Friday, February 3, 2023

Top 5 Richest Countries in Africa – 2023 List

The distribution of wealth around the world is often the source of heated discussion and debate throughout the internet. Quantitatively, the 62 richest people in the world are actually wealthier than half of the world’s population. Bill Gates, founder of Microsoft and current richest man in the world, alone is almost as rich as the country of Sri Lanka, with his $79.2 billion net worth almost matching Sri Lanka’s GDP of $79.5 billion.

When it comes to thinking of the encapsulation of a wealthy nation, people will typically name a few common examples. The United States of America, China, Singapore, Australia, these are only a few examples of countries that might be named, and rightfully so. Typically however, Africa would not be a part of one of these lists. In fact, most of the poorest nations in the world are African ones, leading Africa as a while  to usually be associated with a lack of wealth entirely. Regardless, it is important to note that this really isn’t the case for all African countries.

There are actually a few African nations that possess a rather commendable Gross Domestic Product (GDP), each for their own different reasons. To give you further insight on the matter, just in case you were wondering, here are the Top 5 Richest Countries in Africa.

Top 5 Richest Countries in Africa in 2023

Without further ado, here are the top five richest African countries by overall GDP.

5. Morocco – $302.8 Billion

Tourists stroll between shops in Rue des Consuls in Rabat's Medina September 25, 2014. UNESCO made Rabat a World Heritage Site two years ago and media and tour operators call it a "must-see destination." But it seems the tourist hordes have yet to find out. While visitors are getting squeezed through the better-known sites of Marrakesh and Fez, the old part of Rabat - with its beautiful Medina and Kasbah of the Udayas - remains an almost unspoiled oasis of calm. Smaller and more compact, its labyrinths of streets, passages and dead ends are a treasure trove of shapes and colours, of moments begging to be caught by the photographer's lens. Picture taken September 25, 2014. REUTERS/Damir Sagolj (MOROCCO - Tags: BUSINESS SOCIETY TRAVEL) - RTR497ZF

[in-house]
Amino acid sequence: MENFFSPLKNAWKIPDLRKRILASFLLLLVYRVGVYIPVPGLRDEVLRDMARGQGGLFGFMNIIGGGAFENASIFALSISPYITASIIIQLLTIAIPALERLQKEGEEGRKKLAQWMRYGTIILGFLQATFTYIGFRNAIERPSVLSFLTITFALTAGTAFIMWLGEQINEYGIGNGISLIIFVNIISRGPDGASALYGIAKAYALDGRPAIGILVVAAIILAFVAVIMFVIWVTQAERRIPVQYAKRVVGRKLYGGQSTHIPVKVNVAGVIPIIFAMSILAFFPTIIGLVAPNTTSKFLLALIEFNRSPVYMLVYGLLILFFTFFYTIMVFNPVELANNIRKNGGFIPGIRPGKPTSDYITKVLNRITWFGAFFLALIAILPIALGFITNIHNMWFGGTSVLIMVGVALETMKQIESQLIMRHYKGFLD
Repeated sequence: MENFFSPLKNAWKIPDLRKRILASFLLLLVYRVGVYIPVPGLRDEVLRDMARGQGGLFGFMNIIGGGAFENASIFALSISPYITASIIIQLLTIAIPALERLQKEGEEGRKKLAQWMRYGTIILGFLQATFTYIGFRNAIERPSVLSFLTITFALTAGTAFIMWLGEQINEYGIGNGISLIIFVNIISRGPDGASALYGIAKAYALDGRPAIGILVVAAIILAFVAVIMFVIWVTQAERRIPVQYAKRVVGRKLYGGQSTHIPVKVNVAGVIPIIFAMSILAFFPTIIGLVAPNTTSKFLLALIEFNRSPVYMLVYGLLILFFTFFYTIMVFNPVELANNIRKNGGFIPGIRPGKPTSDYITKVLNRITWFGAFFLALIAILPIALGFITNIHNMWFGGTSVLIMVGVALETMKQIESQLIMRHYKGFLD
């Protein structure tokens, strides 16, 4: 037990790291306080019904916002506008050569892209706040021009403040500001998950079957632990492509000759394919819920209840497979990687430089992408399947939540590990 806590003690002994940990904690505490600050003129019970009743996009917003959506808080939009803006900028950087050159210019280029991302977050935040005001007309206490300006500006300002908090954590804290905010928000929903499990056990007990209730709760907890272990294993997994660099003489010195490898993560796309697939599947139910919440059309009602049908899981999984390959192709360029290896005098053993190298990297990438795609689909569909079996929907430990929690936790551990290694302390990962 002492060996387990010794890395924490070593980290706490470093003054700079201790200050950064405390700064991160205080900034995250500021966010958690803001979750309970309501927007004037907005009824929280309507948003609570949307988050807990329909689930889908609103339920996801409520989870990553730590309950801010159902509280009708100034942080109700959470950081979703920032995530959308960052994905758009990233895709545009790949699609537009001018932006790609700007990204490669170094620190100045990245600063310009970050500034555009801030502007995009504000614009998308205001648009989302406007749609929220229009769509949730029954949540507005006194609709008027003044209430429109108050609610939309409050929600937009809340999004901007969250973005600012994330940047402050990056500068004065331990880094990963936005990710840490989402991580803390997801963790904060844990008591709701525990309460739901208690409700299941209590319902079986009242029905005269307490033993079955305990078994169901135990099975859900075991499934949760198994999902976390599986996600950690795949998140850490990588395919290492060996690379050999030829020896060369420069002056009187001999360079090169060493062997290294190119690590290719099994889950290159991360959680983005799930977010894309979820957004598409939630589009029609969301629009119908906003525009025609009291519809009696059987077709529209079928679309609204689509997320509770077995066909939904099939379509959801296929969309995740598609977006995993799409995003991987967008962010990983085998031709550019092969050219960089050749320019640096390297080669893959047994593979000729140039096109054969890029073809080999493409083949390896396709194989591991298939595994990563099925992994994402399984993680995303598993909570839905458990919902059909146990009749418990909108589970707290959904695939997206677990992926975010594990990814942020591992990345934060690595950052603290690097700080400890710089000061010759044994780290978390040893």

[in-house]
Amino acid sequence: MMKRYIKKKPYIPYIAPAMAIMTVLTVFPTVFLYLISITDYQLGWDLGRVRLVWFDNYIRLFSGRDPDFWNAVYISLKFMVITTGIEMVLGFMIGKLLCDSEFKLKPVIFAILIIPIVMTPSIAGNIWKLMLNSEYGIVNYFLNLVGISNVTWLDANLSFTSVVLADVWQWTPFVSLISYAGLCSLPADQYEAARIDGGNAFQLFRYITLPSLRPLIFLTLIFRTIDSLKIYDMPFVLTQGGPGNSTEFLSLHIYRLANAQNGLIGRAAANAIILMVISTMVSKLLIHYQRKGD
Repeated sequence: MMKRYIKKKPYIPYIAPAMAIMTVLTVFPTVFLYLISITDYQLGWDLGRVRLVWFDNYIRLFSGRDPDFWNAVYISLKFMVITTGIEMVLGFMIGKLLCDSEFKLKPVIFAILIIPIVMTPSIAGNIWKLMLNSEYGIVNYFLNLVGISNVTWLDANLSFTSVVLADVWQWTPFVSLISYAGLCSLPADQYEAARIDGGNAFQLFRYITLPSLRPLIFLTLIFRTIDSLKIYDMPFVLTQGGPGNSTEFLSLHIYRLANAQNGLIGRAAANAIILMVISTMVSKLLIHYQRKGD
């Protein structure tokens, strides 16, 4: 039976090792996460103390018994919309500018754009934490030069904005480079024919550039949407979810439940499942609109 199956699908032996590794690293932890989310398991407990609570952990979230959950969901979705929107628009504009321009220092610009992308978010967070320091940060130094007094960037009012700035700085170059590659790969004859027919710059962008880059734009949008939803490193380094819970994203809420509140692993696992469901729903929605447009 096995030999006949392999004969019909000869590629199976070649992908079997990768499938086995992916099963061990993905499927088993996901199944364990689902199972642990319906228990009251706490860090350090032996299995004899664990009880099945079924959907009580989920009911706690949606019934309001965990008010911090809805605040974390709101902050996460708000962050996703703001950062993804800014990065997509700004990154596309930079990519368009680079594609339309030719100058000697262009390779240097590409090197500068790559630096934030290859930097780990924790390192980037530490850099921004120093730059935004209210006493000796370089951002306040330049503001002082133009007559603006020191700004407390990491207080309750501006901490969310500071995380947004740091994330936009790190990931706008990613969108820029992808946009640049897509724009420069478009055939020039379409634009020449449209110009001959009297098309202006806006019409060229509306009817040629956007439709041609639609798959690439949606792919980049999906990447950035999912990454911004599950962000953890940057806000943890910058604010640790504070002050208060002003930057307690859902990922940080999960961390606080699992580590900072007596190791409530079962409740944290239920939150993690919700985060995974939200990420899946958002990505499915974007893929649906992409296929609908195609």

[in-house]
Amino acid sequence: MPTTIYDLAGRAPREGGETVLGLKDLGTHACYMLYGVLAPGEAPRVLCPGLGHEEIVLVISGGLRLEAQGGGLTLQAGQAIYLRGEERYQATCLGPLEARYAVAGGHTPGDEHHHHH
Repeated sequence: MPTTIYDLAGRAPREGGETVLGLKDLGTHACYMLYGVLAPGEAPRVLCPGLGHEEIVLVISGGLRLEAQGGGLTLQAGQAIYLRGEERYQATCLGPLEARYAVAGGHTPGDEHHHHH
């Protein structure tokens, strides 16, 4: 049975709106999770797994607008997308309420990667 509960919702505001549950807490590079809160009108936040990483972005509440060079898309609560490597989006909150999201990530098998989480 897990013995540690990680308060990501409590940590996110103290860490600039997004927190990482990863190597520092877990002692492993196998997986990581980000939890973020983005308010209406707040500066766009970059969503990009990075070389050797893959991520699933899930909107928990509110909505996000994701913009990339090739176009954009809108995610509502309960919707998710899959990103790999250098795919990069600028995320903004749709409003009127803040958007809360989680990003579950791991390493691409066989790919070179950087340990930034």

Morocco has the fifth largest economy in Africa, with a gross domestic product of $302.8 billion. As it is, most of their wealth comes from the service industry; this includes mining, manufacturing, and construction.

Not only that but they also rely on the export of phosphate, which is a vital ingredient in many products such as pesticides, fertilizers, and animal feeds (they have control of nearly two-thirds of the world’s phosphate reserves). If anything, this isn’t too surprising as many African nations use their natural resources to drive their economy.

That’s not all, they also mine fluorspar, barite, lead, and cobalt. Agriculture plays a significant role in their economy as well. Some of their leading exports include olives, oranges, and tomatoes.

While the Covid-19 pandemic pushed their economy into recession (their first since the early 90s), activity has picked up over the past year. In 2021, their GDP went up to 7.4% after dropping to 6.3% in 2020.

4. Algeria – $532.57 Billion


Algeria has the fourth best-performing economy in Africa with a gross domestic product of $532.6 billion. They’re also the third largest oil producer in the nation and is a key supplier to Europe. Not only that but they also have one of the largest reserves of natural gas in the world. Together, they make up more than 97 percent of their total exports.